A church we used to be members of years ago had a big Passion Play production every Easter, and I was in the choir. I sang in it several years and finally had to sit out the last several years we were there. I didn’t like that I saw the actor who played Jesus in my mind every time I prayed for months after the Passion Play. It was awful for me. I know many people heard the gospel during those productions and I knew some people who were saved after attending and hearing the message. I’m not saying I think it’s necessarily wrong to have those dramas, but for me it was problematic. It is just a little too close to the prohibition against graven images for me. I know that’s not everyone’s conviction, but it is mine.
So, anyway, I don’t really like movies made about Bible stories. It doesn’t bother me if other people like them, that’s fine. They just aren’t my cup of tea. One Night With the King was okay as far as movies go and very tame and tasteful by Hollywood standards and even entertaining to watch, but still I don’t think it’s one I’d go out of my way to recommend, though I can’t say I would discourage anyone from watching it, either. How’s that for ambivalence? And now I’m finished rambling for the evening.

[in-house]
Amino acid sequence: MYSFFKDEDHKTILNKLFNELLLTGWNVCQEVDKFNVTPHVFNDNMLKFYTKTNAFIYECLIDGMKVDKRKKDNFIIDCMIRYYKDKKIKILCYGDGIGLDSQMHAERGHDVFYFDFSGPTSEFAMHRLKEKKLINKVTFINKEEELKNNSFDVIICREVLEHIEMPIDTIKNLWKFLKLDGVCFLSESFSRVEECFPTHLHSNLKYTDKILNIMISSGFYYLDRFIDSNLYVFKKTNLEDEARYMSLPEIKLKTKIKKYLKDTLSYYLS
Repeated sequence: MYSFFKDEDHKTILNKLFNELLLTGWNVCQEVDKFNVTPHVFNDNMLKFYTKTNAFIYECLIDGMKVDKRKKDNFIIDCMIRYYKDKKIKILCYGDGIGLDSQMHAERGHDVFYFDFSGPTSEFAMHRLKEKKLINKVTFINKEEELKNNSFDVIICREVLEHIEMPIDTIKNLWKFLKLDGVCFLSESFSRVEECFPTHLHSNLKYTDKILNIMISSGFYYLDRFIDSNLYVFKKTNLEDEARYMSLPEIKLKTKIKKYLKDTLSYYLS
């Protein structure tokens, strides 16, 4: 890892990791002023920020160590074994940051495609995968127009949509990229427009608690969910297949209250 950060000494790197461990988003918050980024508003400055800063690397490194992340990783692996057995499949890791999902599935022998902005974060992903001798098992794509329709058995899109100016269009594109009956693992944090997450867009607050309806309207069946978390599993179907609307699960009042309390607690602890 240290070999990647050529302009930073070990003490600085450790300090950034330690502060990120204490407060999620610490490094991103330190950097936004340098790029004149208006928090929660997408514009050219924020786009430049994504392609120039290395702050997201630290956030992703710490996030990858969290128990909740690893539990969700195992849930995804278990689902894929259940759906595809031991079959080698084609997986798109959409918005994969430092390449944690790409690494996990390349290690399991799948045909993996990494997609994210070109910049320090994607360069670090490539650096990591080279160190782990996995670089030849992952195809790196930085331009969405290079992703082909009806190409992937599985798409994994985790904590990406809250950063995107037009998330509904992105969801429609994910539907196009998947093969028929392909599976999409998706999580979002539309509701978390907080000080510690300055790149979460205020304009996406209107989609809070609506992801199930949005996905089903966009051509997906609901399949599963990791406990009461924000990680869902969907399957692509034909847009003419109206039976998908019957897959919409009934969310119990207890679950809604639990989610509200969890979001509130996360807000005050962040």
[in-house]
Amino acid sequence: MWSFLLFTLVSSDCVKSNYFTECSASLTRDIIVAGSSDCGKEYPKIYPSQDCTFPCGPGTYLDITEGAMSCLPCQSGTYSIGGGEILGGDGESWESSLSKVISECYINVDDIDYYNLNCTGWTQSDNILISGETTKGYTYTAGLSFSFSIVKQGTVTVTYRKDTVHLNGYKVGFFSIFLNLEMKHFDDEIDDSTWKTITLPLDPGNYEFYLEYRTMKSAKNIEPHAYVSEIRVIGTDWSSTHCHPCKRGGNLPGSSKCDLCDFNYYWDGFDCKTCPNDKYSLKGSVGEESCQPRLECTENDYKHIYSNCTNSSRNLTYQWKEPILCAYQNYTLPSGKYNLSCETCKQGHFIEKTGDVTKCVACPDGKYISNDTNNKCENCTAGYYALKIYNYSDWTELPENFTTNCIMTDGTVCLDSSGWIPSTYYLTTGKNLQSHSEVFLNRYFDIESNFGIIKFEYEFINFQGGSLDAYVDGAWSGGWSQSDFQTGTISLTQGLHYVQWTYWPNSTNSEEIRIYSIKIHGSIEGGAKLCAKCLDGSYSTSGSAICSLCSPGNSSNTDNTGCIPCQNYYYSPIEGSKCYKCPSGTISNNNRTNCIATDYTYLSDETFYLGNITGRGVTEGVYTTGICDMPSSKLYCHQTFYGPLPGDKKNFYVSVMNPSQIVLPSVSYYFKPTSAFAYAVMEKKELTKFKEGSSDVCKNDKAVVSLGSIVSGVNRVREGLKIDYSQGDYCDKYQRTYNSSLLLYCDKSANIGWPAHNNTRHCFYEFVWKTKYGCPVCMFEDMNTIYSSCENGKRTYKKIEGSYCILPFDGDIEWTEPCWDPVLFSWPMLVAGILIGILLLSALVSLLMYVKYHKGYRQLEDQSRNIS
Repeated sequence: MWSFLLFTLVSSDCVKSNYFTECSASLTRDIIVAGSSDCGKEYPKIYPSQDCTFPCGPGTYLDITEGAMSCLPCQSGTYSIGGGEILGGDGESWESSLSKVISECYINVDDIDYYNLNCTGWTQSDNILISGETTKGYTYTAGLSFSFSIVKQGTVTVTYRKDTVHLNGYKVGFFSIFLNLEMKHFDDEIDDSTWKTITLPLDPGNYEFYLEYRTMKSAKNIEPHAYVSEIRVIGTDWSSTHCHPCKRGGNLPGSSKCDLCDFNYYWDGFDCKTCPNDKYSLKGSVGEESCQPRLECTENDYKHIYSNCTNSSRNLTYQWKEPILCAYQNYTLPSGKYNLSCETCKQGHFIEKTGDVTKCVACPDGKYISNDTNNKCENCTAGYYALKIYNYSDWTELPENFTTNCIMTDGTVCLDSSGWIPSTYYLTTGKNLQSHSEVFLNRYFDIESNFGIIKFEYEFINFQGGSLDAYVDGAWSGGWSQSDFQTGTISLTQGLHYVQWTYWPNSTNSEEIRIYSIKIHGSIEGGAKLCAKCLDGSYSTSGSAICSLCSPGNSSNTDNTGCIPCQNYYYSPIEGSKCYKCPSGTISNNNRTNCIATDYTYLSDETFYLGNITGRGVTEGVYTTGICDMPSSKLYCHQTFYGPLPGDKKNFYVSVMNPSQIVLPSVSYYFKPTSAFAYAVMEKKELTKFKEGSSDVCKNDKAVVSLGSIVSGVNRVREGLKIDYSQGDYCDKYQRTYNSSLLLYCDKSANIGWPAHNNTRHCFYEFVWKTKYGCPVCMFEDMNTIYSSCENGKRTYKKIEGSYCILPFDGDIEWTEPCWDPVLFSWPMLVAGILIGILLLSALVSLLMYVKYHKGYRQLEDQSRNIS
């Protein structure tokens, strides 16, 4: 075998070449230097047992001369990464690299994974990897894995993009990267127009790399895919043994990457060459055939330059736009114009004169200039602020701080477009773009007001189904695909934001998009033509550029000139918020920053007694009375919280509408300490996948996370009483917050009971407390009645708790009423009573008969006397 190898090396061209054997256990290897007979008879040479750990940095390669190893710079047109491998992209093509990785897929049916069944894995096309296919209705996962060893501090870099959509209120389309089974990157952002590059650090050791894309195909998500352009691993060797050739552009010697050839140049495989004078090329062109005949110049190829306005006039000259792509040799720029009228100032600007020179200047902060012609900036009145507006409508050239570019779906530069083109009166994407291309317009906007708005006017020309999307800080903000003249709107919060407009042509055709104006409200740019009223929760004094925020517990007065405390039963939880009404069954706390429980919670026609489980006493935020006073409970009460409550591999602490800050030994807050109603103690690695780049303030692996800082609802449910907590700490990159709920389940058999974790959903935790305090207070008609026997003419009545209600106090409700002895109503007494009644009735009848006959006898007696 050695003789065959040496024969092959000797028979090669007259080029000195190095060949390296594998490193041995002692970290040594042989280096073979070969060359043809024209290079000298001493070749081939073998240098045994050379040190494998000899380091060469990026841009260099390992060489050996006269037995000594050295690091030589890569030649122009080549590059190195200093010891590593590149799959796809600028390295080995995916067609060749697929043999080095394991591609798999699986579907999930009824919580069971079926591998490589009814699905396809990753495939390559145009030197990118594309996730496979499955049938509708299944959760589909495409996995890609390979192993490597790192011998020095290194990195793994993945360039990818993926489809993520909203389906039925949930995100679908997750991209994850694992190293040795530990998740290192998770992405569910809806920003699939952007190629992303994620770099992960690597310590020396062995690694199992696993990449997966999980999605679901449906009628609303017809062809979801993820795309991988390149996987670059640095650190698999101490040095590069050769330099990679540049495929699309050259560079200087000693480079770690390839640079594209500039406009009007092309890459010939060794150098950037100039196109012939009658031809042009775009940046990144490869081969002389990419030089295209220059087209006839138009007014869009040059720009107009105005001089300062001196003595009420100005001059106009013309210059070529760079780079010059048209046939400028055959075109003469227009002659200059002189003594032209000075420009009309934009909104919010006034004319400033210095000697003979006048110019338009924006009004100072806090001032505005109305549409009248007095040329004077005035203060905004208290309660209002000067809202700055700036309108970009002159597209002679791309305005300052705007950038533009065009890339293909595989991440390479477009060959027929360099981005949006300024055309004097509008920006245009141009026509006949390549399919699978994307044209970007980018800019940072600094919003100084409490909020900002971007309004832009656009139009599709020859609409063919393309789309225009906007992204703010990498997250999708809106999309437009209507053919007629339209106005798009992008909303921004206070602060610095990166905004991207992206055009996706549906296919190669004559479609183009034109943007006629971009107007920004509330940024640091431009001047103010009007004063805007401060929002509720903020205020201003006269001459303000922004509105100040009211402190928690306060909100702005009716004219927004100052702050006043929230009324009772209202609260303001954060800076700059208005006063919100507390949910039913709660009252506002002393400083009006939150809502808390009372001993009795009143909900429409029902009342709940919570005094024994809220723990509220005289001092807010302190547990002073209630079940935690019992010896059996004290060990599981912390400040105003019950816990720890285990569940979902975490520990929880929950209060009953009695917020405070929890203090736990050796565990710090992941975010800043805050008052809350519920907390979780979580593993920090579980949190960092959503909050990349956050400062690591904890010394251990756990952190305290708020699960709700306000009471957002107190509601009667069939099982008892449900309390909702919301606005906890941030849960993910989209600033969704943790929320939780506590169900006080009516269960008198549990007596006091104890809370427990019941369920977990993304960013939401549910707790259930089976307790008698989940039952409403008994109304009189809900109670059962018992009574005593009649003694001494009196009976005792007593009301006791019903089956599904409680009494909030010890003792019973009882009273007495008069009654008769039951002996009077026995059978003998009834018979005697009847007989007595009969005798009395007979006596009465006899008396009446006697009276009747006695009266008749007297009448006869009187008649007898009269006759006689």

Friday, November 30, 2007
Then, we stumbled across this one, titled, "How the Dinosaurs Really Got Extinct." Remembering that we have two boys (three counting their dad) and you'll understand the peals of giggles that ensued when we viewed it together. My apologies.
And now I'm off to help my family decorate our Christmas tree. Have a nice weekend, everyone!
Thursday, November 29, 2007